Pedant point: anything can be a capacitor if it holds charge, and anything conductive can hold a charge. Of course it's not like it's a *big* cap; I suspect a few picofarads at most.

See http://home.earthlink.net/~ewill3/eer/calculations.html for a highly theoretic (and non-working) capacitative device the size of a D-cell that is outperformed by said D-cell. (It's a response to Feerguy, who occasionally posts on this forum relating his theories on the "trench capacitor".)

Could lead to erosion of the filling, methinks.

Hmm... According to
http://en.wikipedia.org/wiki/Tesla
1 T = 1 V s / m^2 = 1 kg / (s^2 A) = 1 N/ (A m) = 1 Wb / m^2
The Earth's magnetic field is 2 * 10^-5 to 3 * 10^-5 T, at least on the surface (I've always remembered it as 1 gauss = 10^-4 tesla so this is about half as strong as I had thought), and presumably this means a wire of length 1 meter moving through the field with a velocity of 1 m/s will generate a potential of about 30 microvolts at the most.
Not very much. :-) Even the shuttle astronauts moving through space at 8 km/s will only experience maybe a 240 mV potential, if that. Of course it might be of some significance on the shuttle itself (the shuttle is 37.24 m long) and the tethered satellite experiment performed some time back was generating 50KV potentials IIRC, until the tether broke.
If one gets enough turns of wire one might get a nice current but at this potential one will definitely need a step-up transformer, :-) and a *lot* of turns.
Note that the world's strongest magnetic field is apparently 25 Tesla or so; presumably generators work with less than that. I'd have to look for the specs on Grand Coolie or Hoover Dam, for example.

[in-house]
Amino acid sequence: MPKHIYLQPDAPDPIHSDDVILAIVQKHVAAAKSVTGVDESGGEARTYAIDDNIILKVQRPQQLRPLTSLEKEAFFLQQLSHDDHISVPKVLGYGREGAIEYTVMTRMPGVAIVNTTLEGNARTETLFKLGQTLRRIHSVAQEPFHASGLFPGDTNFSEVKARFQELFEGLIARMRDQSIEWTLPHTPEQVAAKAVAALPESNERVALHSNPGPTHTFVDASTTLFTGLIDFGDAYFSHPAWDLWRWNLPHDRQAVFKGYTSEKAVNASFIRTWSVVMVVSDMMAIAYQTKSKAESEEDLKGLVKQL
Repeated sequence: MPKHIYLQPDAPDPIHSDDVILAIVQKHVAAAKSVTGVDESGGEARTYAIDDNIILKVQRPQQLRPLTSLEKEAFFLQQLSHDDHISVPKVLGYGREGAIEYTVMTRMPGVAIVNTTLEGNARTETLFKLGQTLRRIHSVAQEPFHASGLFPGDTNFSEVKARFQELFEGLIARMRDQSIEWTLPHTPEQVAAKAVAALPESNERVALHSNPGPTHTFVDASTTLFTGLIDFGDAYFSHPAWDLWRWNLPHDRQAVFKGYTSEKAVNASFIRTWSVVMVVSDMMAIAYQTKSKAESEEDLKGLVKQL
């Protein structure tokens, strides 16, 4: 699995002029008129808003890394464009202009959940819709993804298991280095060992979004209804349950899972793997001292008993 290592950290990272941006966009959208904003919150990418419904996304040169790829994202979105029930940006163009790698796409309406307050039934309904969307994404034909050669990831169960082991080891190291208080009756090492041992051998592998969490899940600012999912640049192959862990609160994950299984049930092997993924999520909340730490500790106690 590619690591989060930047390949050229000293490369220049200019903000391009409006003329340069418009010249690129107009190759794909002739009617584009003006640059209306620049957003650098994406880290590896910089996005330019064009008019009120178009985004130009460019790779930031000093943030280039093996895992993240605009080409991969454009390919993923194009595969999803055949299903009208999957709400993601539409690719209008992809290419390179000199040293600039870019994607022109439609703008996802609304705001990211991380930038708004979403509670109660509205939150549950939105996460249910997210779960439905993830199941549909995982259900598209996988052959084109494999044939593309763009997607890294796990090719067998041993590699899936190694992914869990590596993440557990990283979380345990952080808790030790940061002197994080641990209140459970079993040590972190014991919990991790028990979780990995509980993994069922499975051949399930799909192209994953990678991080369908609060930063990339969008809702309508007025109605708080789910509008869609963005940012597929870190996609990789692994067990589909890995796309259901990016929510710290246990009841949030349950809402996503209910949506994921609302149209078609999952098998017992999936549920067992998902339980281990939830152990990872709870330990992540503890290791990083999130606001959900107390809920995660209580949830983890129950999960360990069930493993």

The reading would be wiped out by carpet static electricity anyway, which is a few hundred to a few thousand volts -- hence the need for certain antistatic products.

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But electrical potentials with magnitudes of up to 350mV have been measured in dental amalgams.
You can read all about it at:
http://book.boot.users.btopenworld.com/dutch.htm
What's in question here is not whether these potentials exist (unless you know of some reason why the measurements should be regarded as inaccurate), but how they are produced.
Keith P Walsh
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I believe several serious questions about the measurements and potential corruption due to noise have already been raised. This is underscored by the fact that bot pos and neg potentials were measured. You need to go back to the physics of the problem to see why this would ***NOT*** point to any electrochemical effects of the amalgam. In the mean time the phrase "garbage in, garbage out" is very relevant to these amalgam experiments.
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One thing is for sure is that they are not produced via a temperature gradient regardless of what is available in nature. So if there is a voltage, it is not from the thermoelectric effect. I will check the link.

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read the link,
I do not know how accurate or credible the information is. That said, according tothis article, these potentials were measured from live subjects. There is no evidence indicating that the 350mV is generated by brain activity outward. I do know that if the amalgam was placed on a typodont model there will be no potential measured.

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snipped-for-privacy@yahoo.ca (Alexander Vasserman DDS., BS.) wrote:

Good point. I see a huge fallacy in this measurement (quoted from the Dutch report):